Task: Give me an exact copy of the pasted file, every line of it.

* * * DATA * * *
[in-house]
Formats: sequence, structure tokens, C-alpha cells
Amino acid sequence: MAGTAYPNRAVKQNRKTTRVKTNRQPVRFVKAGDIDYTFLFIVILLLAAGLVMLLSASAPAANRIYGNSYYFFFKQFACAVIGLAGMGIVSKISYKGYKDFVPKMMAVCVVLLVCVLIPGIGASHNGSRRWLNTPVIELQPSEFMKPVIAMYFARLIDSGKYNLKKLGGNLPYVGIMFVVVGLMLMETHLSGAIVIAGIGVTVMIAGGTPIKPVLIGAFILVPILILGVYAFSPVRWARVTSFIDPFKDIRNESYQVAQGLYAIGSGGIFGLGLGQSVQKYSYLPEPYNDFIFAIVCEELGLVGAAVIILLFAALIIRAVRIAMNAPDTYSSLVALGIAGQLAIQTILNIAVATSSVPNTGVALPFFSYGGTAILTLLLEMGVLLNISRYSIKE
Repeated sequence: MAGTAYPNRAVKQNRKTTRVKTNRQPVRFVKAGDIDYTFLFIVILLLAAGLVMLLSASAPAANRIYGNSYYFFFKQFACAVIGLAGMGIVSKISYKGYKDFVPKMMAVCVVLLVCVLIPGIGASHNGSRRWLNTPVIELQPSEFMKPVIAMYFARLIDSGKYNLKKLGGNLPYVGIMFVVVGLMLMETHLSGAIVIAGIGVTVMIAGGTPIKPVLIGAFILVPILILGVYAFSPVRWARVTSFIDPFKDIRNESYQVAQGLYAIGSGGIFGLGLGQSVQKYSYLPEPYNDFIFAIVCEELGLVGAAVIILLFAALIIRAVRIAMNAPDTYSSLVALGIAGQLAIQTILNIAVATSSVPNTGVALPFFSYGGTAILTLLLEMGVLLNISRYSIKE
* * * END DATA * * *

[in-house]
Formats: sequence, structure tokens, C-alpha cells
Amino acid sequence: MAGTAYPNRAVKQNRKTTRVKTNRQPVRFVKAGDIDYTFLFIVILLLAAGLVMLLSASAPAANRIYGNSYYFFFKQFACAVIGLAGMGIVSKISYKGYKDFVPKMMAVCVVLLVCVLIPGIGASHNGSRRWLNTPVIELQPSEFMKPVIAMYFARLIDSGKYNLKKLGGNLPYVGIMFVVVGLMLMETHLSGAIVIAGIGVTVMIAGGTPIKPVLIGAFILVPILILGVYAFSPVRWARVTSFIDPFKDIRNESYQVAQGLYAIGSGGIFGLGLGQSVQKYSYLPEPYNDFIFAIVCEELGLVGAAVIILLFAALIIRAVRIAMNAPDTYSSLVALGIAGQLAIQTILNIAVATSSVPNTGVALPFFSYGGTAILTLLLEMGVLLNISRYSIKE
Repeated sequence: MAGTAYPNRAVKQNRKTTRVKTNRQPVRFVKAGDIDYTFLFIVILLLAAGLVMLLSASAPAANRIYGNSYYFFFKQFACAVIGLAGMGIVSKISYKGYKDFVPKMMAVCVVLLVCVLIPGIGASHNGSRRWLNTPVIELQPSEFMKPVIAMYFARLIDSGKYNLKKLGGNLPYVGIMFVVVGLMLMETHLSGAIVIAGIGVTVMIAGGTPIKPVLIGAFILVPILILGVYAFSPVRWARVTSFIDPFKDIRNESYQVAQGLYAIGSGGIFGLGLGQSVQKYSYLPEPYNDFIFAIVCEELGLVGAAVIILLFAALIIRAVRIAMNAPDTYSSLVALGIAGQLAIQTILNIAVATSSVPNTGVALPFFSYGGTAILTLLLEMGVLLNISRYSIKE